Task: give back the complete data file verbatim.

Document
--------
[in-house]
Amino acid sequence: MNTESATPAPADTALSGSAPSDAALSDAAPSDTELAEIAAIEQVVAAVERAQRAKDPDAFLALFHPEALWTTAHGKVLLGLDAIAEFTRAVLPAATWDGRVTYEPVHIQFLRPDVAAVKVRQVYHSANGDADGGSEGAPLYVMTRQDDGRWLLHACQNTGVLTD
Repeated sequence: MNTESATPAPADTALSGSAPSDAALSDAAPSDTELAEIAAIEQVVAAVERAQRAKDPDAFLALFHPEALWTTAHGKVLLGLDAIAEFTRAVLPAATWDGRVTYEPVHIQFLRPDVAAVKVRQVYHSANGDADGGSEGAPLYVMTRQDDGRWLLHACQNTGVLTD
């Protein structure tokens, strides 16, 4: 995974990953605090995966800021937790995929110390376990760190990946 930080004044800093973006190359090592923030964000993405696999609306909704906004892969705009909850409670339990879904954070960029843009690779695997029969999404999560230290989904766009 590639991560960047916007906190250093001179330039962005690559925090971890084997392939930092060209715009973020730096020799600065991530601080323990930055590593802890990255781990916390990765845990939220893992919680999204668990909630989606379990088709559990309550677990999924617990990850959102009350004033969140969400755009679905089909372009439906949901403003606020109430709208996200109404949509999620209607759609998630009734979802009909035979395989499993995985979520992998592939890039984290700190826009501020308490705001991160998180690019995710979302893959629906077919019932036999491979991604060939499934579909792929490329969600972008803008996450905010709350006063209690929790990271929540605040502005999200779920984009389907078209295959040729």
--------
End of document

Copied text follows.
[in-house]
Amino acid sequence: MNTESATPAPADTALSGSAPSDAALSDAAPSDTELAEIAAIEQVVAAVERAQRAKDPDAFLALFHPEALWTTAHGKVLLGLDAIAEFTRAVLPAATWDGRVTYEPVHIQFLRPDVAAVKVRQVYHSANGDADGGSEGAPLYVMTRQDDGRWLLHACQNTGVLTD
Repeated sequence: MNTESATPAPADTALSGSAPSDAALSDAAPSDTELAEIAAIEQVVAAVERAQRAKDPDAFLALFHPEALWTTAHGKVLLGLDAIAEFTRAVLPAATWDGRVTYEPVHIQFLRPDVAAVKVRQVYHSANGDADGGSEGAPLYVMTRQDDGRWLLHACQNTGVLTD
């Protein structure tokens, strides 16, 4: 995974990953605090995966800021937790995929110390376990760190990946 930080004044800093973006190359090592923030964000993405696999609306909704906004892969705009909850409670339990879904954070960029843009690779695997029969999404999560230290989904766009 590639991560960047916007906190250093001179330039962005690559925090971890084997392939930092060209715009973020730096020799600065991530601080323990930055590593802890990255781990916390990765845990939220893992919680999204668990909630989606379990088709559990309550677990999924617990990850959102009350004033969140969400755009679905089909372009439906949901403003606020109430709208996200109404949509999620209607759609998630009734979802009909035979395989499993995985979520992998592939890039984290700190826009501020308490705001991160998180690019995710979302893959629906077919019932036999491979991604060939499934579909792929490329969600972008803008996450905010709350006063209690929790990271929540605040502005999200779920984009389907078209295959040729």